So,ya wanna hit what yer shootin' at?greenspun.com : LUSENET : TimeBomb 2000 (Y2000) Preparation Forum : One Thread
(snip) TARGET DIAGNOSES The following will help you read your targets and diagnose your accuracy problems. There is a cause and solution listed for each.
SHOTS ARE GOING LOW 1. Trigger Flinch: Trigger flinch is the most common of all shooting errors. Simply put, the shooter jerks the gun in anticipation of the recoil. It is always a downward movement and sometimes to one side, usually the weak side.
Solution A) Practice dry firing at home. With an empty and cleared gun (always think safety!), balance a dime on the front sight and practice not letting it fall off as you press the trigger. Then move on to.... B) With the help of a range buddy, have them place, in random order, some empty cases or dummy rounds in your magazine or cylinder. When you are shooting, and reach an empty case or dummy round, your gun and sights should not move.
2. Breaking the wrist downward: With the gun hand pointed at the target, the wrist is pointed downward.
Solution Make sure you keep your wrist locked straight, before, during and after each shot.
3. Relaxing too soon: Relaxing too soon after the shot is fired. Most often before the trigger has been pressed or the bullet has exited the barrel. The least common reason for shots going low.
Solution Follow-through. Keep doing what you were doing just before the gun fired.
SHOTS ARE GOING TO THE WEAK SIDE 1. Trigger finger not in far enough: A trigger finger that is not inserted far enough, will actually cause you to "push" the gun slightly to your weak side.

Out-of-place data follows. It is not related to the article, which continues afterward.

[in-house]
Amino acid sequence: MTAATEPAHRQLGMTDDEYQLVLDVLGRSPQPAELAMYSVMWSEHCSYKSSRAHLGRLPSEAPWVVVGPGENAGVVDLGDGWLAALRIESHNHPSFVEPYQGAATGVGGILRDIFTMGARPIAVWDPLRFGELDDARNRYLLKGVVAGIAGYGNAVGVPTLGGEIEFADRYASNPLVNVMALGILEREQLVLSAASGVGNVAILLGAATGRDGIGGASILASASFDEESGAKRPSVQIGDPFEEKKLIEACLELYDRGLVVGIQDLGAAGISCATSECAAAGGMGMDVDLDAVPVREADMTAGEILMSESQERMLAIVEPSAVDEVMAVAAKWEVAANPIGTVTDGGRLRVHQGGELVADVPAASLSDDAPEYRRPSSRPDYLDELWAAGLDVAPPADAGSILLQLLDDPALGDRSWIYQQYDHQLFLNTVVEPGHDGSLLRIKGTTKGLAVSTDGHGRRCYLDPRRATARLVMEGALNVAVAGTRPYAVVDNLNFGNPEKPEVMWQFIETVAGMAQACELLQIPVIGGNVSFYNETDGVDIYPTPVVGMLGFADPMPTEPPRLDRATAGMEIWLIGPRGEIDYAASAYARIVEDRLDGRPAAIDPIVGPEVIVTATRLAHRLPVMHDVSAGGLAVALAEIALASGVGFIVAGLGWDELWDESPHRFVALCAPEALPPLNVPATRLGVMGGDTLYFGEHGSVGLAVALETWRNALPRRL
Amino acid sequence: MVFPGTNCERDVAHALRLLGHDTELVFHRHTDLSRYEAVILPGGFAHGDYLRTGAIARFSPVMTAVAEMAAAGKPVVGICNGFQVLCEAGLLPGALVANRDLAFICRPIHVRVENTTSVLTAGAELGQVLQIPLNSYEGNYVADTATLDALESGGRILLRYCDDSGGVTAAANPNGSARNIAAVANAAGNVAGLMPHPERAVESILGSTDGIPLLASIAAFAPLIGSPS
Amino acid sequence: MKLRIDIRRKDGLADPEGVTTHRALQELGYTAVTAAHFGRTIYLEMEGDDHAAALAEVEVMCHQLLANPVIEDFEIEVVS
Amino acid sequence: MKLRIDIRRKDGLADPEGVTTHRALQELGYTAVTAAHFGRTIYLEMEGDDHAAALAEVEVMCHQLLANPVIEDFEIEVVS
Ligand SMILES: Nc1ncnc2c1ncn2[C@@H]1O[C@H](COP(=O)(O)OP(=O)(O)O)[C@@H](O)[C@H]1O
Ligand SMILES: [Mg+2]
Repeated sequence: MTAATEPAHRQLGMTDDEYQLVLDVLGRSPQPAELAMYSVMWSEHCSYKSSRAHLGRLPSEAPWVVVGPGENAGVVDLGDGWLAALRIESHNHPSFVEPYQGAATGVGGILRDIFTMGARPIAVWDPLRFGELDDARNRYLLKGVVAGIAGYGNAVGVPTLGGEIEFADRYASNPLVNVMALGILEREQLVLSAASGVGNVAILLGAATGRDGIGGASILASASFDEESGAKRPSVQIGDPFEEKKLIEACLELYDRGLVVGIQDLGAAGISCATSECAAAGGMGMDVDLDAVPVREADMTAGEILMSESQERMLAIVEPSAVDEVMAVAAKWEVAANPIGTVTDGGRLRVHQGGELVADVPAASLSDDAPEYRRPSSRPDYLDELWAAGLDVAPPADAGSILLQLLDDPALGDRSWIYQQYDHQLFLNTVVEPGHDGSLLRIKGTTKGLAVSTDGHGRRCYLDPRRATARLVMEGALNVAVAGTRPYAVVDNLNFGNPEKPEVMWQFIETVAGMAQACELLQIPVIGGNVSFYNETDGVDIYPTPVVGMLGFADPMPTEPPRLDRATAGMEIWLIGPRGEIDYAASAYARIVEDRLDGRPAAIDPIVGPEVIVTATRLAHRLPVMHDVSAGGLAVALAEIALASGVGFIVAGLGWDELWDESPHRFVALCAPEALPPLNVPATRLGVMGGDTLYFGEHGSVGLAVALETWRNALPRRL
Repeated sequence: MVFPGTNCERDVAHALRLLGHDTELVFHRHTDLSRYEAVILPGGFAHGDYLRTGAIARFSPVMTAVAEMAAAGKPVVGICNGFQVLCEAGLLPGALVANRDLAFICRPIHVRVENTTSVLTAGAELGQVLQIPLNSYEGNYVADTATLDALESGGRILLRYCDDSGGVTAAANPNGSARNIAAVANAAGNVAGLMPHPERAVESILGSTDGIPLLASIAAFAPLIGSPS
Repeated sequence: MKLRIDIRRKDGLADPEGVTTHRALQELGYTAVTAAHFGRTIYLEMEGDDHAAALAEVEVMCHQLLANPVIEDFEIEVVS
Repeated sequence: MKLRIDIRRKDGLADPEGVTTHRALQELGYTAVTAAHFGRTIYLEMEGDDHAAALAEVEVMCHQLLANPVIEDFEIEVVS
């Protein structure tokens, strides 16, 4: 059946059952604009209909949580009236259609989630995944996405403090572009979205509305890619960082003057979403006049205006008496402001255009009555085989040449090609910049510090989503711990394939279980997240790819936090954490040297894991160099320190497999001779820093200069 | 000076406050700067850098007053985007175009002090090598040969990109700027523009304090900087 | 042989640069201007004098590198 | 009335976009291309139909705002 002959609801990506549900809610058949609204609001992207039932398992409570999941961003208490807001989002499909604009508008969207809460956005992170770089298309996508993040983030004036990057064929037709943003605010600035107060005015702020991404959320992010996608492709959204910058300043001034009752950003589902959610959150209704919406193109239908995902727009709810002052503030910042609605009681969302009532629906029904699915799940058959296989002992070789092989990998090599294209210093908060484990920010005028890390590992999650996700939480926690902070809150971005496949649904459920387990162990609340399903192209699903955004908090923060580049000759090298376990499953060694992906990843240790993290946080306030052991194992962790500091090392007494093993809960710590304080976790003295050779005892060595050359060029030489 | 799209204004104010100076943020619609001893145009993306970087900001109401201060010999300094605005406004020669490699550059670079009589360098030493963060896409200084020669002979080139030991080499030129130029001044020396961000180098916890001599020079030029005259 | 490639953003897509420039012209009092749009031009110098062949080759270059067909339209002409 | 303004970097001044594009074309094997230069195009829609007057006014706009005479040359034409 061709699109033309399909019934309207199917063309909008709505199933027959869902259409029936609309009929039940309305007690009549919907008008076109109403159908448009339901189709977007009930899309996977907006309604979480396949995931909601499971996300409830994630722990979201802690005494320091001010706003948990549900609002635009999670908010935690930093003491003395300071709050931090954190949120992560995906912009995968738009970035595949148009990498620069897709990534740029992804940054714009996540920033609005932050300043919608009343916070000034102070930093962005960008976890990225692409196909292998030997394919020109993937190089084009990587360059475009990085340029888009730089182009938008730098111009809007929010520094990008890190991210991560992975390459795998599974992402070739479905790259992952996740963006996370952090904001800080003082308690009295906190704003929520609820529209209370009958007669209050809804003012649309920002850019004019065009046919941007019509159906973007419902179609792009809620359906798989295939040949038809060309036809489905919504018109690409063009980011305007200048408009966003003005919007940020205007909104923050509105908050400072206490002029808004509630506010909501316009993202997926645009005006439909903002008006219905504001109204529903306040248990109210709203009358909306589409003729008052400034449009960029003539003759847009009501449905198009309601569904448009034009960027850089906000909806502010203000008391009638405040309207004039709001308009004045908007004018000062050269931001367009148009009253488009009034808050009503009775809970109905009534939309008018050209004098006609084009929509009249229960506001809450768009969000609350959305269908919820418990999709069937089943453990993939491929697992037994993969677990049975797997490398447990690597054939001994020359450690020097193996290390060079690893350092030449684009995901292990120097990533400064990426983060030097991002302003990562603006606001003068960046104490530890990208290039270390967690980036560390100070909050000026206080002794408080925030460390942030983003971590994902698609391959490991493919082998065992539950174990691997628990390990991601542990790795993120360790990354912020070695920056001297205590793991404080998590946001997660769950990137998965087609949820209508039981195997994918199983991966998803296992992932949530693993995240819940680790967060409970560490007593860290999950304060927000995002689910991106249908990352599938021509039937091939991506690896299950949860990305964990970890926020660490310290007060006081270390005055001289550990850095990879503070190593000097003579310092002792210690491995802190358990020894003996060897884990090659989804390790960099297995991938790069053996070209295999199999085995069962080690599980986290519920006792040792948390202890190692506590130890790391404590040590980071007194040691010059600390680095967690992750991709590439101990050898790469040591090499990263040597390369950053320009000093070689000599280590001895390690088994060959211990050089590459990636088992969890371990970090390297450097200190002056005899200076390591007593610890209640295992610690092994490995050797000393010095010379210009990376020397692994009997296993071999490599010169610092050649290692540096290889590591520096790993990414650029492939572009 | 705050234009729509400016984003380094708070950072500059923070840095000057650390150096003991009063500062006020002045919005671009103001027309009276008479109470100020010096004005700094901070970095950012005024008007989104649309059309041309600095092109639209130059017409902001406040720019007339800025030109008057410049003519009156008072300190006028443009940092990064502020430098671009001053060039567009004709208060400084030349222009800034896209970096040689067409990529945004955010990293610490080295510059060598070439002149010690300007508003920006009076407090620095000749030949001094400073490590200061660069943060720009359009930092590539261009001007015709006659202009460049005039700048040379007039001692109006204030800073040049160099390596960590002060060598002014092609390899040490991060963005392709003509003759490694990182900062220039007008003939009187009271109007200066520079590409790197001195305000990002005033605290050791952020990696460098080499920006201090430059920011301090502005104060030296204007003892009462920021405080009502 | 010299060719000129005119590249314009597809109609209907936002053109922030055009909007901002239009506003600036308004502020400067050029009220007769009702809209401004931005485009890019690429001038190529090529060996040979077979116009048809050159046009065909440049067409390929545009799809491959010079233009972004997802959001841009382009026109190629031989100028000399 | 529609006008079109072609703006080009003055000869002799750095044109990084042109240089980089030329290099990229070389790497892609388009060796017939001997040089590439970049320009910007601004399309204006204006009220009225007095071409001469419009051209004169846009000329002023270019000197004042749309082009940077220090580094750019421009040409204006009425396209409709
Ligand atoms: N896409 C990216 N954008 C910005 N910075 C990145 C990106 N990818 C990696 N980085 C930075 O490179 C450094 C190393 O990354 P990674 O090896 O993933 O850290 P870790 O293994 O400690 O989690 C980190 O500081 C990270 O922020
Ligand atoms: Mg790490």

Solution The middle of the first pad of the trigger finger, should be placed on the center of the trigger for single and Glock safe action tiggers. For double action, the first joint of the trigger finger should be used.
2. The support hand is pulling to hard: The weak/support hand is "pulling" to hard, causing your shots to go to your weak side. A very common problem when using a Weaver stance.
Solution Instructors usually teach a "push-pull" two handed grip. Try thinking of it this way, the weak hand is just there. The weak hand does not "pull", it is just a brace for the strong/gun hand, which pushes into it. Concentrate on only applying enough pressure to stablize the strong hand.
SHOTS ARE GOING LOW & TO THE WEAK SIDE 1. Relaxed Elbow : For the best possible accuracy, you need to keep your arm as steady as possible. It is very common to have the elbow too lose.
Solution Whether you shoot with your elbows bent or arms straight, you need to keep the elbows stiff/locked in place. Do this before, during, and after the shot.
A SPECIAL NOTE ABOUT ELBOWS You must keep the elbows pointed down. It is very common to see shooters with their elbows pointed outward. This will allow the gun to recoil at different angles, forcing the sights to be re-aligned after each shot. When the elbows are pointed straight down, the gun will recoil straight back. This allows for faster follow-up shots because the sights come right back on target and don't have to be re-aligned. SHOTS ARE GOING LOW & TO THE STRONG SIDE 1. Weak grip : Your grip is loose enough that, when you squeeze the trigger, your whole hand is squeezing at the same time. When your hand compresses around the grip during firng, it pulls the gun low and to the strong side. Solution Your grip should be tight enough, that when you let go of the gun, you will see the imprint of the grip checkering on your hand for a while afterwards. The only part of your grip that should be loose or move is the trigger finger. 2. Limp wrist: Your wrist is loose; not locked; if the wrist is not tight, your shoots are going to go to the strong side, and usually low. Also, if the wrist is too limp, it can also cause a malfunction, usually a failure to feed, with a semi-auto pistol. Solution Tighten your grip, with the gun in a parallel line with your forearm, and lock your wrist there. The muscles of your forearm should be tense, if they are, your wrist is stiff.